Macedonia: US must intervene in growing crisis or suffer the dangerous consequences
In her recent book, "The Unraveling: High Hopes and Missed Opportunities in Iraq" (PublicAffairs 2015) Emma Sky, former political adviser to General Ray Odierno the top U.S. military commander in Iraq, quotes Vice President Joe Biden about the Obama administration's intentions to withdraw from the region. According to Sky, Biden declared, “ Look. I know these people. My grandfather was Irish and hated the British. It’s like in the Balkans. They all grow up hating each other.”
Whether that analogy is true of Iraq or not, Biden was right about one thing: hate runs deep in the Balkans, and the latest news from Macedonia offers more ominous proof.
Some 14 years after the signing of the Ohrid peace deal that signaled a truce between warring Macedonians and the country’s Albanian minority, Macedonia is quickly spiraling into a deep political crisis that could lead to renewed ethnic conflict in the region. The crisis could spread rapidly into the neighboring countries of Serbia, Kosovo, Albania and Bulgaria, with devastating consequences for the entire region. Tens of billion of dollars that were invested to ensure stability and the rule of law in the Balkans, along with countless lives, would then go up in smoke.
The United States could have much more to lose than it stands to gain from continuing its disengagement in the Balkans.
In 2001, the Ohrid agreement ended a sputtering ethnic war with the promise that the Macedonian majority would provide more rights for the Albanian minority, which make up almost one third of the Macedonia’s population of 2 million people. Most of those promises have yet to be implemented.
Despite billions of dollars in aid for economic, good governance and development programs, unemployment in Macedonia remains high, and is even higher among the minority Albanian population. Many Albanians feel forced to leave their ancestral homeland and emigrate in the hope finding a brighter future.
As a result, ethnic extremism is also on the rise. At least 22 people, including eight police, have died in the past few days, and numerous arrests, primarily of ethnic Albanians, have been made. The Macedonian government is claiming to have “wiped out” a group of ethnic Albanian insurgents from neighboring Kosovo.
But the violence could soon spread further. The head of the opposition Social Democratic Party, Zoran Zaev, claims that the latest events were provoked and manipulated by Prime Minister Nikola Gruevski to divert attention away from alleged illicit wire-taping and corruption scandals that have embroiled his government.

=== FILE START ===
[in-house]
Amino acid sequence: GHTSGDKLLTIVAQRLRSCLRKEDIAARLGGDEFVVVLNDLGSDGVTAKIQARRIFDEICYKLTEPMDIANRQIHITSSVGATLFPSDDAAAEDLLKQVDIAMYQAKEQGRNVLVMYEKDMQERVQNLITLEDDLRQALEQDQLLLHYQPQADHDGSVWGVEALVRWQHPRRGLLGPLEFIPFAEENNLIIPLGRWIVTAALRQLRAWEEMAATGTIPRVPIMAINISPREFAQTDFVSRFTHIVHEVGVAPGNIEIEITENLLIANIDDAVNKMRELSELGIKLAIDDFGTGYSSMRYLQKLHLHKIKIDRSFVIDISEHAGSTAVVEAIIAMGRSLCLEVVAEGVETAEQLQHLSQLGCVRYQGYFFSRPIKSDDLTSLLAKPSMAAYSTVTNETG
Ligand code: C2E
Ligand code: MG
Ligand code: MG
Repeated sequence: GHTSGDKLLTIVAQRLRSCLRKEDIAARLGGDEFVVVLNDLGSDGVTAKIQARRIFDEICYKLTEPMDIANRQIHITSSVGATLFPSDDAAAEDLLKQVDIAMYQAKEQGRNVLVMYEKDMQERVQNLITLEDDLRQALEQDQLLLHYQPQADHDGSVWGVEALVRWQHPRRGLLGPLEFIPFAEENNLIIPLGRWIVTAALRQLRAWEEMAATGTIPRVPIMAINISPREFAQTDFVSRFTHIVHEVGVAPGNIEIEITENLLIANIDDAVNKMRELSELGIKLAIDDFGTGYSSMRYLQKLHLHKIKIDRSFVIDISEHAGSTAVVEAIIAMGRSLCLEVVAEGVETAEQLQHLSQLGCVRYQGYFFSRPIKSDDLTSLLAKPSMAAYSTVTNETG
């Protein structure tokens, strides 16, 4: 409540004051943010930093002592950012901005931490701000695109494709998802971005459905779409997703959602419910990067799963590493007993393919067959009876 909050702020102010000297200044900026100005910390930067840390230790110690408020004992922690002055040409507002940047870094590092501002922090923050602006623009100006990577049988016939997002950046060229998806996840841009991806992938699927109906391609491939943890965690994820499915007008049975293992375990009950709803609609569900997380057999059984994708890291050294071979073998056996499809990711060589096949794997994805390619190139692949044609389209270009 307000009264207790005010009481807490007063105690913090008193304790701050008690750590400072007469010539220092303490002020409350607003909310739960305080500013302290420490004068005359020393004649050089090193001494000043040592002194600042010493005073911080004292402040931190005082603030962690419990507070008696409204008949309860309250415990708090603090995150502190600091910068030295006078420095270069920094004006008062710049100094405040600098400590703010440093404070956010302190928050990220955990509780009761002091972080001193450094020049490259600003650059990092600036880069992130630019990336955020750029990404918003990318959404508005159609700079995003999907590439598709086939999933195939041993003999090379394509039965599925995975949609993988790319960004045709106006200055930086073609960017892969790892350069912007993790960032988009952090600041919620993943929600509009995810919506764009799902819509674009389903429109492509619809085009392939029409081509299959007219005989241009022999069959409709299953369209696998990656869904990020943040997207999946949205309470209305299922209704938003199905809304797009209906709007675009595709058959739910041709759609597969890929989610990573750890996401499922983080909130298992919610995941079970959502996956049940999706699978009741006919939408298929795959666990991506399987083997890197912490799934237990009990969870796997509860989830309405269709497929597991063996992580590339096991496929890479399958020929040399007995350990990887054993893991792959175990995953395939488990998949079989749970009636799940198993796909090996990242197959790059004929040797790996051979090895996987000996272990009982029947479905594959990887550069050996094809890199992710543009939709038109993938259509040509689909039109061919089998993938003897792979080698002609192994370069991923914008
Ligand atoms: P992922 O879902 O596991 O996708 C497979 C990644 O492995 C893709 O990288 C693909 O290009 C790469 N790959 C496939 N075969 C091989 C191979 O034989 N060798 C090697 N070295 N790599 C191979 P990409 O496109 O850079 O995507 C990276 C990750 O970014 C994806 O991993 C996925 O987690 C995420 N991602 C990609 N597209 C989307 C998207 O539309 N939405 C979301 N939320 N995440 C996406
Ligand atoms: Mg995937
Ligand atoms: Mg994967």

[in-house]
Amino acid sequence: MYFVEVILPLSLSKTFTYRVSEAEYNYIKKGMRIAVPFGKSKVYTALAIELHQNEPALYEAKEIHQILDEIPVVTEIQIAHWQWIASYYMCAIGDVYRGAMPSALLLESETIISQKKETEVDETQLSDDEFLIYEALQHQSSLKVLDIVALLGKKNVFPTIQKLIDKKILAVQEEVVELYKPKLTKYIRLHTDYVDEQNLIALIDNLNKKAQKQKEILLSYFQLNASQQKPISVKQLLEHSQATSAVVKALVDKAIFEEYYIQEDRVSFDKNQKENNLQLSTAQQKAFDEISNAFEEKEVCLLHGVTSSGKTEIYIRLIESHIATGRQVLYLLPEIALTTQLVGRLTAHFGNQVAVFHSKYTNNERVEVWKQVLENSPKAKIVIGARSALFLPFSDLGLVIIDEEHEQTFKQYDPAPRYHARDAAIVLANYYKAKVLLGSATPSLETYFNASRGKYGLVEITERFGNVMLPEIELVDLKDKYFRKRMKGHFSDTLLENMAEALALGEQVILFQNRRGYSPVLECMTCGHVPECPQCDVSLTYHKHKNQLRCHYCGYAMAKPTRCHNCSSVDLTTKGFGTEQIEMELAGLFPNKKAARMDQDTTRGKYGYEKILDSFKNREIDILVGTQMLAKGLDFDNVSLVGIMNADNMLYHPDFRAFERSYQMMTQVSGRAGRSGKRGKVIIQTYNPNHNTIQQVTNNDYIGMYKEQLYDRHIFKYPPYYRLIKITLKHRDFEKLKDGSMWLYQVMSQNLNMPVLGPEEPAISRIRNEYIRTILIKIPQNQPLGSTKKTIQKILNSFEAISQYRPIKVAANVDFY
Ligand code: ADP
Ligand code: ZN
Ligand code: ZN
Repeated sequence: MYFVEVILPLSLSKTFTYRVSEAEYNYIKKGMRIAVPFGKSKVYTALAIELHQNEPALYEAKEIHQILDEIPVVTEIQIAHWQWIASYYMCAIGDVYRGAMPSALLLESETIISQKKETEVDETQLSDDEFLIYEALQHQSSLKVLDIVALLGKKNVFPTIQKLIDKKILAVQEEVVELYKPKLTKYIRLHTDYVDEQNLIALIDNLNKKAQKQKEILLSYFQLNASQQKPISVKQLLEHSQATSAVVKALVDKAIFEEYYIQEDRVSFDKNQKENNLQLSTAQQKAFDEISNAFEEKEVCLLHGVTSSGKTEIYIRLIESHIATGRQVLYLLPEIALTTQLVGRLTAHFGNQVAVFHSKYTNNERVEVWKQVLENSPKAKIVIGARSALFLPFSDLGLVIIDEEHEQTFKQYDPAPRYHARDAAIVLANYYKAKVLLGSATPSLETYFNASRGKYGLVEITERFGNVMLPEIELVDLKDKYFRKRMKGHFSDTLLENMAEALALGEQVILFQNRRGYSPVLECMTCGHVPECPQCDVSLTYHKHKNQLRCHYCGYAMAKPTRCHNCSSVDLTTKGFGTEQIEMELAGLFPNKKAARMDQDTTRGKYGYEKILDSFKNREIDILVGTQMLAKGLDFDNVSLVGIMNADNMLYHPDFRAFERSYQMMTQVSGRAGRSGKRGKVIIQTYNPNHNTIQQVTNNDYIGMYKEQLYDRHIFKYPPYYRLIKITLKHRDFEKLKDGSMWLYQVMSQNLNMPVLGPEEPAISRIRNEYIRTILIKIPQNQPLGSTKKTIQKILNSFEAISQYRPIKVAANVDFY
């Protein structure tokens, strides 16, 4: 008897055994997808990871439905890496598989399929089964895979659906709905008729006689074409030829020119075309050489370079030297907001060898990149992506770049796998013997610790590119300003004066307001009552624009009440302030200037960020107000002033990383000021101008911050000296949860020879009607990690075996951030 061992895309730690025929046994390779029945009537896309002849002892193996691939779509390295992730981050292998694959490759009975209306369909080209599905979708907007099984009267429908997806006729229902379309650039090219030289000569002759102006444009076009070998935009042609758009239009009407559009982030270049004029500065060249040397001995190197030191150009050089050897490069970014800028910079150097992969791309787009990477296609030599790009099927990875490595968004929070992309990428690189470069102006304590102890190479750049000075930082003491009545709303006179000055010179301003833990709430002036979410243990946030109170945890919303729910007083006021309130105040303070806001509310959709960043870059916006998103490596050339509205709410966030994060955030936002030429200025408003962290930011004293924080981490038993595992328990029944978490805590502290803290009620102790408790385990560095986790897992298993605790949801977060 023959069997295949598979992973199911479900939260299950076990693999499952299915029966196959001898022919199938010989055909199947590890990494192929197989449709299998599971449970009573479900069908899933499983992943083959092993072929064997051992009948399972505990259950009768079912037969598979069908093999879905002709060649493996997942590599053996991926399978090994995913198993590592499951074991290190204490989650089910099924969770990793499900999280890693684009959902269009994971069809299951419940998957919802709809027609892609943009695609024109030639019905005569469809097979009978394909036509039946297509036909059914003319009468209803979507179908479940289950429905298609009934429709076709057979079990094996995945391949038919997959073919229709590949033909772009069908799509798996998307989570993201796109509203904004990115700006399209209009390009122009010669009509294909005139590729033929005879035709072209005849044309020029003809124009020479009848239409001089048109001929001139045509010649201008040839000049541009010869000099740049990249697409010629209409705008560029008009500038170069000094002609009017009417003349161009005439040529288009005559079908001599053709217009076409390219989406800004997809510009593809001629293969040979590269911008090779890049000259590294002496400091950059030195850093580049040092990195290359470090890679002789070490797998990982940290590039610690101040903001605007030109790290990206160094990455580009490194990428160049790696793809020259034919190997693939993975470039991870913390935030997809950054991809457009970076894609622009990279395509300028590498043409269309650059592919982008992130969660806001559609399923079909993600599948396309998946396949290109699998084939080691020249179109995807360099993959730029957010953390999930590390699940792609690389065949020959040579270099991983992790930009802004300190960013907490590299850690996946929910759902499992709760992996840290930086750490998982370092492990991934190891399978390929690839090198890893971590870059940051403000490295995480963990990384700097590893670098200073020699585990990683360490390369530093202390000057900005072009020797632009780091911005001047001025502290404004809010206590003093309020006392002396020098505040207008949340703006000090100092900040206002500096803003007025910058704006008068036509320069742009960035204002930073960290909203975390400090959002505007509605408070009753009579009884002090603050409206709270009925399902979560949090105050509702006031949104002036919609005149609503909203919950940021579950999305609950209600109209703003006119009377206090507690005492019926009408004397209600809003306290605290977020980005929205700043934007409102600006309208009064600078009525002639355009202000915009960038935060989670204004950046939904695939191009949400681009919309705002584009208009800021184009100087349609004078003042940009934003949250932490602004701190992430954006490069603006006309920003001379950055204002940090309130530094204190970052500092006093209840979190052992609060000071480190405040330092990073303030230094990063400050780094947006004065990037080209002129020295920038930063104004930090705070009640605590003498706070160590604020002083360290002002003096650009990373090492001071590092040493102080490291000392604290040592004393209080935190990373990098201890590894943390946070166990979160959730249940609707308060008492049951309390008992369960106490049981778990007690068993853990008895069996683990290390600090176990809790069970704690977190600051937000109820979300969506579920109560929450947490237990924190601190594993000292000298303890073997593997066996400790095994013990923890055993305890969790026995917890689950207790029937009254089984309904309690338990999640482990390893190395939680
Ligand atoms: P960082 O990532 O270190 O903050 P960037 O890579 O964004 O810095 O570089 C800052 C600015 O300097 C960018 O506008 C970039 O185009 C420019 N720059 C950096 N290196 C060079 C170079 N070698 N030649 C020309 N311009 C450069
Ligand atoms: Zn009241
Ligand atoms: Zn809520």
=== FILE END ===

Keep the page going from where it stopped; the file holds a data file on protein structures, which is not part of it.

This latest crisis again puts to the test the European Union’s leadership and capacity to maintain peace and stability in the Balkans. So far top E.U., NATO and US diplomats are calling for calm and asking the government to fully investigate the latest events that lead to 22 deaths. The results so far are not hopeful.
This reinforces the belief of many people in Macedonia that the United States of America is the only country in the world that can guarantee peace and stability in our region. Yet in the past 6 years, U.S. foreign policy priorities have shifted, and the country's involvement in the Balkans and former-Soviet republics has diminished.
This has left plenty of room for China and most importantly Russia to play a far more dominant role in the “prosperity” of our region—as we have all witnessed recently in Ukraine.
With a continued bleak economic outlook and a deep dependence on Russian energy supplies, Europe is slowly giving in to Vladimir Putin’s hegemony. Any instability in the region could justify Russian intervention to “defend” its historical ally in the Balkans, Serbia.
The rising winds of nationalism and intolerance could quickly turn into violence. If that happens it could eventually require a costly military involvement by the U.S.
The sensible and cost effective thing to do instead is to become involved now. The United States could have much more to lose than it stands to gain from continuing its disengagement in the Balkans.
The State Department needs to add a few more stops to John Kerry’s extensive globetrotting agenda. The Obama administration needs to make sure he visits our region soon to pressure all sides to tone down their destructive rhetoric.
The Secretary of State would find allies in the governments of Albania and Kosovo both of whom have expressed readiness to help de-escalate the situation. We can only hope that the Macedonian authorities prove willing as well.
But to get to there we need the determination and help of the United States. Let's hope it comes soon.